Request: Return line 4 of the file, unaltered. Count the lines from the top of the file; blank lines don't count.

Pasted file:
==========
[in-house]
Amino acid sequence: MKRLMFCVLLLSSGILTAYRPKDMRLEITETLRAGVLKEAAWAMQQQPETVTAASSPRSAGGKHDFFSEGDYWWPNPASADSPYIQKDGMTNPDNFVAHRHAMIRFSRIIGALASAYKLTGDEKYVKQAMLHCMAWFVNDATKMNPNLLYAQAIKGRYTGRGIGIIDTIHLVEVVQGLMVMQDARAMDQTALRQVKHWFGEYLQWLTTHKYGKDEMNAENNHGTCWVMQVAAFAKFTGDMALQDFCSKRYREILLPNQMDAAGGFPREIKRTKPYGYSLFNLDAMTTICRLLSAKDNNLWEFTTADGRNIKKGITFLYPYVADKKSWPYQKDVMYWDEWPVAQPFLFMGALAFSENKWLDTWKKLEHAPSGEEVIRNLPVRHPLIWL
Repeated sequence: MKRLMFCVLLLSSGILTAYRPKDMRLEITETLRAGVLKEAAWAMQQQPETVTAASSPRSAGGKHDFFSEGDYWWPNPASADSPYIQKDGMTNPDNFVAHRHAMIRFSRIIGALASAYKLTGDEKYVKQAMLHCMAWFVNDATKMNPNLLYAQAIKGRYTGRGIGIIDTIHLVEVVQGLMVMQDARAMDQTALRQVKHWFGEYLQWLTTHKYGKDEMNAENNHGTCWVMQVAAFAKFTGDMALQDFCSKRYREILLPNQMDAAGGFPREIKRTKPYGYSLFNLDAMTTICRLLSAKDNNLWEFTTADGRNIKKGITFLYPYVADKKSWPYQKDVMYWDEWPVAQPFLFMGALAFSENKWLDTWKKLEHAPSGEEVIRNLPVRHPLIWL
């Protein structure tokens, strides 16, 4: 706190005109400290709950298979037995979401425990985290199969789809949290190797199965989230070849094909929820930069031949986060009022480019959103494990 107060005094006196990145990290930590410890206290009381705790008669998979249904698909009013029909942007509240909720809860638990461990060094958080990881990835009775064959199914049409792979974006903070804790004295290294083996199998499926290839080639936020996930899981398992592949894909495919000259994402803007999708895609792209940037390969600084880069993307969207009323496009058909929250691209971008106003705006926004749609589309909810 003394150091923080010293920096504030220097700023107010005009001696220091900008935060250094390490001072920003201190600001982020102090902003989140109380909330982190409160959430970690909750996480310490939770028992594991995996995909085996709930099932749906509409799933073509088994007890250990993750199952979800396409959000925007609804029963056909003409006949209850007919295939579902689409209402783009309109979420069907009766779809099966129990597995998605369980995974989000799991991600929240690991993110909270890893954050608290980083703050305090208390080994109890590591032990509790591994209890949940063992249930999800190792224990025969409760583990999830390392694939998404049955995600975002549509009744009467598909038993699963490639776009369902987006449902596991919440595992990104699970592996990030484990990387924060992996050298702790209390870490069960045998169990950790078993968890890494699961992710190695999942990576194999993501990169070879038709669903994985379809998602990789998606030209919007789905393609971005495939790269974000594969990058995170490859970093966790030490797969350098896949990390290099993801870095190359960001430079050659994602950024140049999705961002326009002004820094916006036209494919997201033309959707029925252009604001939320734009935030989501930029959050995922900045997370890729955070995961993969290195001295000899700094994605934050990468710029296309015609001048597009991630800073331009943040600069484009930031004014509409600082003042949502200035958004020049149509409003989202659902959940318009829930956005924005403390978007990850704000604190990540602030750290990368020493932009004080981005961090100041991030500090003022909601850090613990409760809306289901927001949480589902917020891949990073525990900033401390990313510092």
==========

């Protein structure tokens, strides 16, 4: 706190005109400290709950298979037995979401425990985290199969789809949290190797199965989230070849094909929820930069031949986060009022480019959103494990 107060005094006196990145990290930590410890206290009381705790008669998979249904698909009013029909942007509240909720809860638990461990060094958080990881990835009775064959199914049409792979974006903070804790004295290294083996199998499926290839080639936020996930899981398992592949894909495919000259994402803007999708895609792209940037390969600084880069993307969207009323496009058909929250691209971008106003705006926004749609589309909810 003394150091923080010293920096504030220097700023107010005009001696220091900008935060250094390490001072920003201190600001982020102090902003989140109380909330982190409160959430970690909750996480310490939770028992594991995996995909085996709930099932749906509409799933073509088994007890250990993750199952979800396409959000925007609804029963056909003409006949209850007919295939579902689409209402783009309109979420069907009766779809099966129990597995998605369980995974989000799991991600929240690991993110909270890893954050608290980083703050305090208390080994109890590591032990509790591994209890949940063992249930999800190792224990025969409760583990999830390392694939998404049955995600975002549509009744009467598909038993699963490639776009369902987006449902596991919440595992990104699970592996990030484990990387924060992996050298702790209390870490069960045998169990950790078993968890890494699961992710190695999942990576194999993501990169070879038709669903994985379809998602990789998606030209919007789905393609971005495939790269974000594969990058995170490859970093966790030490797969350098896949990390290099993801870095190359960001430079050659994602950024140049999705961002326009002004820094916006036209494919997201033309959707029925252009604001939320734009935030989501930029959050995922900045997370890729955070995961993969290195001295000899700094994605934050990468710029296309015609001048597009991630800073331009943040600069484009930031004014509409600082003042949502200035958004020049149509409003989202659902959940318009829930956005924005403390978007990850704000604190990540602030750290990368020493932009004080981005961090100041991030500090003022909601850090613990409760809306289901927001949480589902917020891949990073525990900033401390990313510092």